The stylish vegan can indeed have it all. Just ask Joshua Katcher.
His BraveGentleMan label is teaming up with Natural Fiber Welding to launch a polished collection of gender-neutral shoes and accessories that is not only cruelty-free but plastic-free as well.
“The future is bio-based, but the leather industry would like people to believe that you must choose between animal skins and plastic,” Katcher said. “This binary not only ignores existing data about the enormous toll that conventional leather takes on biodiversity, climate, animals and resource usage, but it ignores visionary innovations like Mirum that compromise nothing.”
Mirum is one of Natural Fiber Welding’s tentpole products. A customizable composite derived from plant-based waste such as cork powder, rice hulls and coconut fiber, the Allbirds-approved material mimics the look and feel of cowhide sans cow. Unlike many ersatz leathers, including some made with fungus or cacti, Mirum employs no fossil fuels—not even during finishing, when petrochemical-based binders or finishes might creep in. As a result, the material can be ground up and returned to the earth at the end of its life, though Natural Fiber Welding would rather take it back for recycling first.
Katcher is recladding some of BraveGentleMan’s most popular silhouettes, including a boot, an Oxford shoe and a tasseled loafer, in Mirum. He’s also throwing in a new silhouette: a sculpture-like sneaker with an injection-molded outsole made of fairly harvested rubber, a natural cork insole and a waste-diverted textile sock. It’s “quite a departure from our more traditional footwear,” said the designer, who 3D-drafted the outsole himself. Prices for the footwear, which is available for preorder and poised to drop in late fall, start at $290 and top out at $350. Also in the mix is a $120 belt and a $190 bifold wallet. Everything is made fairly at an all-vegan factory in Brazil.
“NFW is thrilled to partner with Brave GentleMan,” Natural Fiber Welding CEO Luke Haverhals said. “Joshua Katcher is a true artisan in his craft and we are thrilled he chose to feature Mirum across his entire collection. The NFW team is so proud to see Mirum in Brave GentleMan men’s dress shoes and represents a step in right direction for the entire industry.”
Katcher has been waiting for this moment.
“When I started Brave GentleMan in 2010, I wanted to use the best vegan materials and push the boundaries of how vegan footwear was perceived,” Katcher said. “I’ve been following Natural Fiber Welding’s progress for years and it feels momentous to start using such a game-changing material that is beautiful, vegan and free of plastics.”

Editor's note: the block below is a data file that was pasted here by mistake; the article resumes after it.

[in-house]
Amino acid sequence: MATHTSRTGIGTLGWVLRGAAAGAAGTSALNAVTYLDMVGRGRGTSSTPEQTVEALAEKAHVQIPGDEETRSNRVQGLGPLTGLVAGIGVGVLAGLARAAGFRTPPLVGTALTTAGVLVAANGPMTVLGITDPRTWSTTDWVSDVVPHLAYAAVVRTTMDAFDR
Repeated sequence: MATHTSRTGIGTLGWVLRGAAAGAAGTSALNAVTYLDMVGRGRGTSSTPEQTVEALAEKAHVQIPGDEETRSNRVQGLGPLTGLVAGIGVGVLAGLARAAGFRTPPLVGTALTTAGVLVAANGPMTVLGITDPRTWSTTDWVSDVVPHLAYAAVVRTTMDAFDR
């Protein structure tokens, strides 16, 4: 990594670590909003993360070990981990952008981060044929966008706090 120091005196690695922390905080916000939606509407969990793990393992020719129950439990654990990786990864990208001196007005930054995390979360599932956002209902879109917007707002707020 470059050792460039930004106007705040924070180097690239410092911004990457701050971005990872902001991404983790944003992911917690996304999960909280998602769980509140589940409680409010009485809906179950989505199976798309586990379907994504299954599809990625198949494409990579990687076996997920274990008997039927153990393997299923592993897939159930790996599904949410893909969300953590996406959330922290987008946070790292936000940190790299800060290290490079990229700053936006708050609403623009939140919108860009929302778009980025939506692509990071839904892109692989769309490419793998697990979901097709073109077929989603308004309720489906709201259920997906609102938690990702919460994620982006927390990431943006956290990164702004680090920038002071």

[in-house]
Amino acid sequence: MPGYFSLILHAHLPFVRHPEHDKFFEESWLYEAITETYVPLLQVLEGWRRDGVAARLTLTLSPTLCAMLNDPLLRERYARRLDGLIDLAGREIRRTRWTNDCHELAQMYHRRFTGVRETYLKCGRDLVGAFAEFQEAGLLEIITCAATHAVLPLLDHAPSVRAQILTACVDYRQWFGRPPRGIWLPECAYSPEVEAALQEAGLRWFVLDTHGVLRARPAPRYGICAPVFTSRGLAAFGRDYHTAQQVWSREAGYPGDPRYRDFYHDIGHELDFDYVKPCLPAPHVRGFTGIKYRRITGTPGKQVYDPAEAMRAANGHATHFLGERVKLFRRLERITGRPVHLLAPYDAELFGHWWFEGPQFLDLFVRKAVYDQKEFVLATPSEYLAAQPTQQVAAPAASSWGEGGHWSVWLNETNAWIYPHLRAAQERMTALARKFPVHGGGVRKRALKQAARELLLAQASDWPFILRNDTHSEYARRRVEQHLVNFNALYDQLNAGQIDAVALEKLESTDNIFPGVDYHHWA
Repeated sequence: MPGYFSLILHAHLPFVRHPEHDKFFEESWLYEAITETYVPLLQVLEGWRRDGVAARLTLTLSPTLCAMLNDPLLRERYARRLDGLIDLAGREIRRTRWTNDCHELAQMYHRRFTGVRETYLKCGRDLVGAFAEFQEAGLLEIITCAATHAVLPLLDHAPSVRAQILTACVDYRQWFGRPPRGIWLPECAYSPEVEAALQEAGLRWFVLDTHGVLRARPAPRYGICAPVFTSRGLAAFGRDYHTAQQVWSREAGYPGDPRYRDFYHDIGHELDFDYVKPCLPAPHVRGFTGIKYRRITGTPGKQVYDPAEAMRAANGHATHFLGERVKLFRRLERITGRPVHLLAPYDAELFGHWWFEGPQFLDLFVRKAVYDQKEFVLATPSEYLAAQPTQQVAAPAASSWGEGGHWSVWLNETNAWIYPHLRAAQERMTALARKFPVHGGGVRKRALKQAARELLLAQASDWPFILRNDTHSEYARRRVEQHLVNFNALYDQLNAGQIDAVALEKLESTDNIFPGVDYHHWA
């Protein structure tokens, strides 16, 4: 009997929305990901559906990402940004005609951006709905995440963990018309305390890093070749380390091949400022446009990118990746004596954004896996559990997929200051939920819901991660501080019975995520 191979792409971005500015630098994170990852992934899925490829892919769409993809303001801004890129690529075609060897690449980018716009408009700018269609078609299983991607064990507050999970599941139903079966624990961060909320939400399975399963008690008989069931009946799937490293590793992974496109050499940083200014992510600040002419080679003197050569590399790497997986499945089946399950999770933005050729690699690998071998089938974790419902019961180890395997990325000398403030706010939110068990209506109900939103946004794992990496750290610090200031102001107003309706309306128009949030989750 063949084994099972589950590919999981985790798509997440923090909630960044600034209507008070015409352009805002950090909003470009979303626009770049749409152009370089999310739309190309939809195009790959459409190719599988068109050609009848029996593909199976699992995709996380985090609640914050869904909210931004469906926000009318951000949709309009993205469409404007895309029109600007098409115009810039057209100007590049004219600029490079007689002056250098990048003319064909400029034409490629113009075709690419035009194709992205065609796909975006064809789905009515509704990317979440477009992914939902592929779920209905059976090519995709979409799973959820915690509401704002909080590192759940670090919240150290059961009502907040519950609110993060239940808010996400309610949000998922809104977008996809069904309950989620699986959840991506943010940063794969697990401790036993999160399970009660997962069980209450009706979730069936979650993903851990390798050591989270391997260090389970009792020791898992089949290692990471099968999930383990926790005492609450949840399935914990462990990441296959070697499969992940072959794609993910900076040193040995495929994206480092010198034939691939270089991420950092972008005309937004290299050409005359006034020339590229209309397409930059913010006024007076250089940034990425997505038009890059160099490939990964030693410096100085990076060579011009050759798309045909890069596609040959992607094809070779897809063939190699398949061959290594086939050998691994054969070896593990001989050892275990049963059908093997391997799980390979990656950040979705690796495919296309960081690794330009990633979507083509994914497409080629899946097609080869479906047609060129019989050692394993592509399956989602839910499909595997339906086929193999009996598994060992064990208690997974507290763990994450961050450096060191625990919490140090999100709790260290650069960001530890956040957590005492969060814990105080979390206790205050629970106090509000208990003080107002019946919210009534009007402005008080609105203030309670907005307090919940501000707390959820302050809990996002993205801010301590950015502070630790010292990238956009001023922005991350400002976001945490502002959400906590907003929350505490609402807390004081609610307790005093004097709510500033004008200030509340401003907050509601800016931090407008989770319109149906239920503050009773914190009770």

The timing for his sneaker couldn’t be better. When Nike launched a vegan Air Jordan collection in partnership with Billie Eilish last September, shopping platform Lyst found a 67 percent jump in searches for vegan sneakers. In 2021, pageviews for vegan leather spiked 178 percent year over year while those for biodegradable sneakers jumped 348 percent.
With climate anxiety at its all-time high, consumers are clamoring for more sustainable options. Mirum, per Natural Fiber Welding, requires no water during manufacturing or dyeing. A square meter of the material generates between 0.8-2.1 kilograms of carbon dioxide equivalent from cradle to gate, a recent life-cycle assessment found. This impact is a fraction of the 110 kg of CO2e associated with cow-based leather and 7-15.8 kilograms of CO2e for polyurethane leather, the company said.
Mirum, which also works with brands like Bellroy, Camper and Pangaia, is also ready to scale, according to Haverhals. In July, Natural Fiber Welding announced a partnership with Veshin Factory, a vegan fashion manufacturer based in Costa Rica and Guangzhou, to make it easier for brands to source, design, scale and launch Mirum-made merchandise. That’s on top of the 110,000 square feet of manufacturing space Natural Fiber Welding already operates in downtown Peoria in Illinois, where it will eventually produce tens of millions of square feet of Mirum a year.
“Through this collaboration, we are giving designers never-before-possible options for circular products and regenerative natural ingredient sourcing,” Haverhals said. “Together we are making room for complete circularity and creating access for brands who want to be more conscious and sustainable.”